Found 4620 Hypotheses across 462 Pages (0.035 seconds)
  1. There are ethnographic accounts of human societies that are/were known to regularly practice placentophagy by someone other than the mother.Young, Sharon M. - In Search of Human Placentophagy: A Cross-Cultural Survey of Human Placenta ..., 2010 - 1 Variables

    The present research examines the consumption, treatment, and disposal of the human placenta in a sample of 179 societies. The findings reveal differences between placental mammals and humans as maternal placentophagy, the consumption of the placenta, is rare. Treatment and disposal of the placenta is variable but ubiquitous cross-culturally.

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  2. There are ethnographic accounts of human societies that specify the special handling/treatment/disposition of the placenta following parturition other than placentophagy.Young, Sharon M. - In Search of Human Placentophagy: A Cross-Cultural Survey of Human Placenta ..., 2010 - 1 Variables

    The present research examines the consumption, treatment, and disposal of the human placenta in a sample of 179 societies. The findings reveal differences between placental mammals and humans as maternal placentophagy, the consumption of the placenta, is rare. Treatment and disposal of the placenta is variable but ubiquitous cross-culturally.

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  3. There are ethnographic accounts of human societies specifying particular cultural beliefs about how placenta handling can influence a person's life.Young, Sharon M. - In Search of Human Placentophagy: A Cross-Cultural Survey of Human Placenta ..., 2010 - 1 Variables

    The present research examines the consumption, treatment, and disposal of the human placenta in a sample of 179 societies. The findings reveal differences between placental mammals and humans as maternal placentophagy, the consumption of the placenta, is rare. Treatment and disposal of the placenta is variable but ubiquitous cross-culturally.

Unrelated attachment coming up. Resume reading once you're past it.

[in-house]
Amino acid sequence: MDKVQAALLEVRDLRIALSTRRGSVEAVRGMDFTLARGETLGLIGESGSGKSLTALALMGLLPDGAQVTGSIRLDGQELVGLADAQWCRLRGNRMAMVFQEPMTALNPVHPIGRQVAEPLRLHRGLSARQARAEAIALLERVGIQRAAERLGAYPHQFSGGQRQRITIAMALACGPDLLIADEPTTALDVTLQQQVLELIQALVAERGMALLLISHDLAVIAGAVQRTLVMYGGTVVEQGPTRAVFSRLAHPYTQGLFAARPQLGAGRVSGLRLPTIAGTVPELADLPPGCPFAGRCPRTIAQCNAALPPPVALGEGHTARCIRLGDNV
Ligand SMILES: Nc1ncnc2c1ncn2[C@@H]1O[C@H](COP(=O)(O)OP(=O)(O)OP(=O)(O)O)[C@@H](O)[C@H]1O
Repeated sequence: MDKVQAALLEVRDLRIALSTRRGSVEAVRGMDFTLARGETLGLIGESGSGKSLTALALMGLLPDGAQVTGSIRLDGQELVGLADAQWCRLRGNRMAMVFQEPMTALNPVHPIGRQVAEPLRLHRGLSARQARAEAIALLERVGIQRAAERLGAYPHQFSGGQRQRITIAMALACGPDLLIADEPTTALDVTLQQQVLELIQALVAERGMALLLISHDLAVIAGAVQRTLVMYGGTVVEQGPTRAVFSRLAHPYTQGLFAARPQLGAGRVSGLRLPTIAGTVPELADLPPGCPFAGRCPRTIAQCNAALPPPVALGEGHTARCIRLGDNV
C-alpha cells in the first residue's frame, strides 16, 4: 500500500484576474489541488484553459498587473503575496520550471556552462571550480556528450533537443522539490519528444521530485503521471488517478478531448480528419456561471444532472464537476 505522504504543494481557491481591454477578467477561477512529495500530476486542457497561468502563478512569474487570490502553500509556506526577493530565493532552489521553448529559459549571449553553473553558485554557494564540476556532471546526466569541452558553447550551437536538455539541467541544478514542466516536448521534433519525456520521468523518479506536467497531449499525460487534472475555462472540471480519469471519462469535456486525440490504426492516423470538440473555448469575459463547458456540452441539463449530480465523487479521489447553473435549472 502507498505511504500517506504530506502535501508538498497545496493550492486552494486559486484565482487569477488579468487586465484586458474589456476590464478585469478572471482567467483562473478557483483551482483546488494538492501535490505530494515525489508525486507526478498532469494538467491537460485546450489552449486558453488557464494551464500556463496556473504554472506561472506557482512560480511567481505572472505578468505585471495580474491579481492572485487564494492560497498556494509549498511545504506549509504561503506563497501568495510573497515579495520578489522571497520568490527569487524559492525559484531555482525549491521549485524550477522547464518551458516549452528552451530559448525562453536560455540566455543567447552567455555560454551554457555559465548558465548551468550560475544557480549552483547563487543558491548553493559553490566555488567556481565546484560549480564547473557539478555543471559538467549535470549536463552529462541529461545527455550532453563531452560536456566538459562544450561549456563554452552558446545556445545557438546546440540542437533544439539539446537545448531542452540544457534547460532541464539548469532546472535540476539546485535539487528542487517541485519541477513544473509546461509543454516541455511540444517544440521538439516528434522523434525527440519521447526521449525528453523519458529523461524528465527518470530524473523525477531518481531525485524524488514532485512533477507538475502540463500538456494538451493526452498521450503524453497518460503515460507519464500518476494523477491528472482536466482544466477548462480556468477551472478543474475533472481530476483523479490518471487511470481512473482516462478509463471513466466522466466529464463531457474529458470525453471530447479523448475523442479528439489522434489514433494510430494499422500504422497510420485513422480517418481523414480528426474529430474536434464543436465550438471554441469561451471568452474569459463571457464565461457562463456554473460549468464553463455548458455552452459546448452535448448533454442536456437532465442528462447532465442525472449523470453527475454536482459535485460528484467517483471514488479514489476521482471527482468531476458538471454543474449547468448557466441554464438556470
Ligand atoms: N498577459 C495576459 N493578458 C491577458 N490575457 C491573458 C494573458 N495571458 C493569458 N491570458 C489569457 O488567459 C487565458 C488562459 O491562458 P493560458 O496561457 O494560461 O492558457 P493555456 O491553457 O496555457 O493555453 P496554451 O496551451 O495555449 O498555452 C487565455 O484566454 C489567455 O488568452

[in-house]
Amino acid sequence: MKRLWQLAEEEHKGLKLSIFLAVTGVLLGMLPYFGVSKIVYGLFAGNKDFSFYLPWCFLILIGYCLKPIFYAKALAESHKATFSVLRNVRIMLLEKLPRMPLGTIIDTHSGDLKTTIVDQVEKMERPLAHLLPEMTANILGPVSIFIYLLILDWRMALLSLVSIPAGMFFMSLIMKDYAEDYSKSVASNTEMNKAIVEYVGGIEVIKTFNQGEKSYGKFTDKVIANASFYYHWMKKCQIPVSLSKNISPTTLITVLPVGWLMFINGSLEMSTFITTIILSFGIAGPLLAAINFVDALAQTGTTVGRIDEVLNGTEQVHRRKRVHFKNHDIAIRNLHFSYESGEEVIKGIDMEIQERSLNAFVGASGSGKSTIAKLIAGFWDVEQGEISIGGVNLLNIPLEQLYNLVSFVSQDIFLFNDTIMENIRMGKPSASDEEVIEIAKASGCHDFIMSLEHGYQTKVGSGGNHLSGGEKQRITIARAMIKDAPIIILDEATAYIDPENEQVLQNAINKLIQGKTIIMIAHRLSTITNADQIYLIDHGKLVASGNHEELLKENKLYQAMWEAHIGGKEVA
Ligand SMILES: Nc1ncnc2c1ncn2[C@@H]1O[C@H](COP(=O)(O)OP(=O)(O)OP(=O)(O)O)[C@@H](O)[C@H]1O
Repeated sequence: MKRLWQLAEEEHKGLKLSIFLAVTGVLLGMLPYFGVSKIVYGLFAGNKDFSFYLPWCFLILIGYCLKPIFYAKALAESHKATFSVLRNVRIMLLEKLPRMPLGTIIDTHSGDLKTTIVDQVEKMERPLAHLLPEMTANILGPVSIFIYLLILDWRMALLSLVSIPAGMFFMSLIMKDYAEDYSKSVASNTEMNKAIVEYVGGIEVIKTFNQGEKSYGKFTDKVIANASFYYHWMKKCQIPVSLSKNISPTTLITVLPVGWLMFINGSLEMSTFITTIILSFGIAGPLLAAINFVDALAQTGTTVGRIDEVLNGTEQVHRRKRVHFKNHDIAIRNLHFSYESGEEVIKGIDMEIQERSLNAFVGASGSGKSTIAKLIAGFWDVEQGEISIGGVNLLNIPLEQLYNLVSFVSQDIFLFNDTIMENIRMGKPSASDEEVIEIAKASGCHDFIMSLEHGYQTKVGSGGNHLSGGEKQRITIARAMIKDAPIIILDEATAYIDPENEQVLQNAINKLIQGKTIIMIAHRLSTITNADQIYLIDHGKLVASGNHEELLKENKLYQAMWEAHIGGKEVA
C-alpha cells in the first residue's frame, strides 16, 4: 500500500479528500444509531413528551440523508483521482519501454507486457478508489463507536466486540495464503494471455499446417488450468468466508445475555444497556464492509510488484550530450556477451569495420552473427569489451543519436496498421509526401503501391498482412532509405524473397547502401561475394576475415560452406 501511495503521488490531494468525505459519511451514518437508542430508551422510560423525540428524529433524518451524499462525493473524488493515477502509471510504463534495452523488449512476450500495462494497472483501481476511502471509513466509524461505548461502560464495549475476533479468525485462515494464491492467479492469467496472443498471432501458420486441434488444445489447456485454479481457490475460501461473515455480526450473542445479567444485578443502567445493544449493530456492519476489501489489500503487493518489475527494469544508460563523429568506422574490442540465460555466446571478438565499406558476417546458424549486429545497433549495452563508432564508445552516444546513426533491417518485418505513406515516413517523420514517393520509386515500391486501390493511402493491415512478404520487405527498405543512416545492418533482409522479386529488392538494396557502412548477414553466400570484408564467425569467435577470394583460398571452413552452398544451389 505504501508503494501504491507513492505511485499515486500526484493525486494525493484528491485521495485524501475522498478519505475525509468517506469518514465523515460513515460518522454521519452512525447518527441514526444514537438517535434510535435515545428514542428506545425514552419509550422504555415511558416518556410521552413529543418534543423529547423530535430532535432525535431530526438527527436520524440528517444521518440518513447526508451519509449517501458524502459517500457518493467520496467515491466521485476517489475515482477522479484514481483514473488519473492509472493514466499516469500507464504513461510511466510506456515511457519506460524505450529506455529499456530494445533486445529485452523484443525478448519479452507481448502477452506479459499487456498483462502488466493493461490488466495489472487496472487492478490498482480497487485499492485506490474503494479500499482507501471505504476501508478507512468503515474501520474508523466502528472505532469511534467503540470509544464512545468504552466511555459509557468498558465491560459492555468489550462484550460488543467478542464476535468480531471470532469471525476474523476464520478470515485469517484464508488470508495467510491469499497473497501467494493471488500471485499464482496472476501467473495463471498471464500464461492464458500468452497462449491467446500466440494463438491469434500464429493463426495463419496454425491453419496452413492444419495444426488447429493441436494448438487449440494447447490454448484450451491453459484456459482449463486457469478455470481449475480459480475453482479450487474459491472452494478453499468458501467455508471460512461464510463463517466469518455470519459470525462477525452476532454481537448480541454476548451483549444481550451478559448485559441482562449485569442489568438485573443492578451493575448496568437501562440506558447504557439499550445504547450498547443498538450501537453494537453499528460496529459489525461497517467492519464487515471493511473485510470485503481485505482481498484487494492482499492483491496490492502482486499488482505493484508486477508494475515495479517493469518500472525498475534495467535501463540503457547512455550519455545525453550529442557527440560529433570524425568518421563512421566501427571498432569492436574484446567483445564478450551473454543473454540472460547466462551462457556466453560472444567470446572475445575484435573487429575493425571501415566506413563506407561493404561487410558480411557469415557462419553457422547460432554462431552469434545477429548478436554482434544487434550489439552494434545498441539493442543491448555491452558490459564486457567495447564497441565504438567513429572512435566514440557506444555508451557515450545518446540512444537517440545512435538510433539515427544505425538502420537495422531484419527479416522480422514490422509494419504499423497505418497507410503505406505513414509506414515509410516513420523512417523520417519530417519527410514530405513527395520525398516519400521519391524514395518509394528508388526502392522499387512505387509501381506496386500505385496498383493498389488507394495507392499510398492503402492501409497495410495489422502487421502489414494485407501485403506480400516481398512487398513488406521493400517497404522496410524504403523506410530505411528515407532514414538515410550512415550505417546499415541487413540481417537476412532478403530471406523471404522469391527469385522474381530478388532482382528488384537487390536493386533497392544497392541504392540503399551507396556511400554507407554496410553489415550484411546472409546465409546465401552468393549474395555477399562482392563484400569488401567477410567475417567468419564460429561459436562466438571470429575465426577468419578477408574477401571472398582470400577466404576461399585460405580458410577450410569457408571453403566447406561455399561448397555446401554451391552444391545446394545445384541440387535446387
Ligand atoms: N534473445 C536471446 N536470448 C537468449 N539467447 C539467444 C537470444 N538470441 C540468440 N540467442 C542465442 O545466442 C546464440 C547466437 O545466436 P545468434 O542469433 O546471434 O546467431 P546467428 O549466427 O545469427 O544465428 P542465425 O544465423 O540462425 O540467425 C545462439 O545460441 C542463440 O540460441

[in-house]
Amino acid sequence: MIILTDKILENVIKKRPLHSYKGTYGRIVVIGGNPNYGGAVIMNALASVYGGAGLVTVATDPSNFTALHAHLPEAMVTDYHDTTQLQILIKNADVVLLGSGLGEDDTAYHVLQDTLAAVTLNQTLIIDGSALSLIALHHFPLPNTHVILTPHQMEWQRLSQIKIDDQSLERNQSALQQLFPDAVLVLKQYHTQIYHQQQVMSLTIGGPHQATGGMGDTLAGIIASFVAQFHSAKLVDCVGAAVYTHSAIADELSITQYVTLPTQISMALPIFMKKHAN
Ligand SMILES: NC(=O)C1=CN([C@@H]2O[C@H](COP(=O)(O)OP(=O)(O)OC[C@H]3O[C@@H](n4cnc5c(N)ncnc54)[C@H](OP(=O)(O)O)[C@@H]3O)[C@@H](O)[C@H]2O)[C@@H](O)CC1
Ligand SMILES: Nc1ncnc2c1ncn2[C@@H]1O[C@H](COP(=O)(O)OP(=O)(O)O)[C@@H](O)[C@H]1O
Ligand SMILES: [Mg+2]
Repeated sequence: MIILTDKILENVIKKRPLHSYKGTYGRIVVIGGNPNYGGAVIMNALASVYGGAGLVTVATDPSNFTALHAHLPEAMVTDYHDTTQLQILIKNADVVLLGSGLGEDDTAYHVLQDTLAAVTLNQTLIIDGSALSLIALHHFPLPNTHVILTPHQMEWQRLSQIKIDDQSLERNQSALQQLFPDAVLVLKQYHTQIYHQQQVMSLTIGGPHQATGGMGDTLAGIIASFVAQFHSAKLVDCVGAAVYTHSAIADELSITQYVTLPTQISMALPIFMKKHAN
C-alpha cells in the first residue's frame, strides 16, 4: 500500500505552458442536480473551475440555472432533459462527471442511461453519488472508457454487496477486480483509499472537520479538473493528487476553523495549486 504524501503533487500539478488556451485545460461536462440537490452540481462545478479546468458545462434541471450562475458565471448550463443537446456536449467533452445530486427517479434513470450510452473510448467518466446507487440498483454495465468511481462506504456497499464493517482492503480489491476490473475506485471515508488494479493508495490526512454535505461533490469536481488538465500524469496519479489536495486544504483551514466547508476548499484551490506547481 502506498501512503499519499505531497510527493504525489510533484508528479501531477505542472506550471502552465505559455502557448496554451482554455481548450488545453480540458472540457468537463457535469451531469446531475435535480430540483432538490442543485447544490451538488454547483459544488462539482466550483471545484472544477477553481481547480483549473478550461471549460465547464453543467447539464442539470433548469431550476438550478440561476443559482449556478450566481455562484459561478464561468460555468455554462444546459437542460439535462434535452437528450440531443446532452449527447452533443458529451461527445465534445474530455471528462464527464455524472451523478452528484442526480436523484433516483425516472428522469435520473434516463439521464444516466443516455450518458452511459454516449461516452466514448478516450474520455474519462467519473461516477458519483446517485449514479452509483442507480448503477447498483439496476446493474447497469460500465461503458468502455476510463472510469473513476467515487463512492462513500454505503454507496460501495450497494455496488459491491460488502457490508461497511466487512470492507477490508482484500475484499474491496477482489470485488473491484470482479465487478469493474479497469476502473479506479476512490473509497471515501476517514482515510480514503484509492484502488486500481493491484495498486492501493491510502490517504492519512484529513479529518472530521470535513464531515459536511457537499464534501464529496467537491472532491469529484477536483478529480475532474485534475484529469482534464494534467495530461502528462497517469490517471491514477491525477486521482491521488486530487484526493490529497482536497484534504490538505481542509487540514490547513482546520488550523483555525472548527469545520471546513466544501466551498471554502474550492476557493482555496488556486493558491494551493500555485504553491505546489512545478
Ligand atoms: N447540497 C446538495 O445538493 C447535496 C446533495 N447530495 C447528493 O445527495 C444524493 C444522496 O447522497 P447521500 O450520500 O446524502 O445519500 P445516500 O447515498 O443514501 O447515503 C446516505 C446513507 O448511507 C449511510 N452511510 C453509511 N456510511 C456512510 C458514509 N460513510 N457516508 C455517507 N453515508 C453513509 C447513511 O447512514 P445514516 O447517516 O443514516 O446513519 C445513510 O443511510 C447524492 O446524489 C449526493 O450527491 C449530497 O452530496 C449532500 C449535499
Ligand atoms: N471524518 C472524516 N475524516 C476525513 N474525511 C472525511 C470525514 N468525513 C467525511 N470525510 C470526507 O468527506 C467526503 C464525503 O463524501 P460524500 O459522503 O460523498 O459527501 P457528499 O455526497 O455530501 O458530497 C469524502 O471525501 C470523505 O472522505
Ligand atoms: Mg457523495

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  4. Positive treatment of pets will be present across cultures.Gray, Peter B. - Human–Pet Dynamics in Cross-Cultural Perspective, 2011 - 1 Variables

    Using a sample of 60 societies from eHRAF, this study explores the cross-cultural commonalities and differences in human-pet dynamics. The authors focus on understanding the range of functions of pets and the positive or negative treatment of pets. In addition, they test whether human investment in pets is a significant challenge of evolutionary theory. First, the results support that there are distinct functions of pets, challenging the common view of contemporary function of pets as emotional surrogates. Secondly, the data collected show an ambivalent treatment of pets across cultures, including small-scale societies. Finally, the research does not support the idea that human investment in pets sacrifices their reproductive success.

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  5. The function of pets will be cross-culturally different from the view of pets as playthings and emotional surrogates for children.Gray, Peter B. - Human–Pet Dynamics in Cross-Cultural Perspective, 2011 - 1 Variables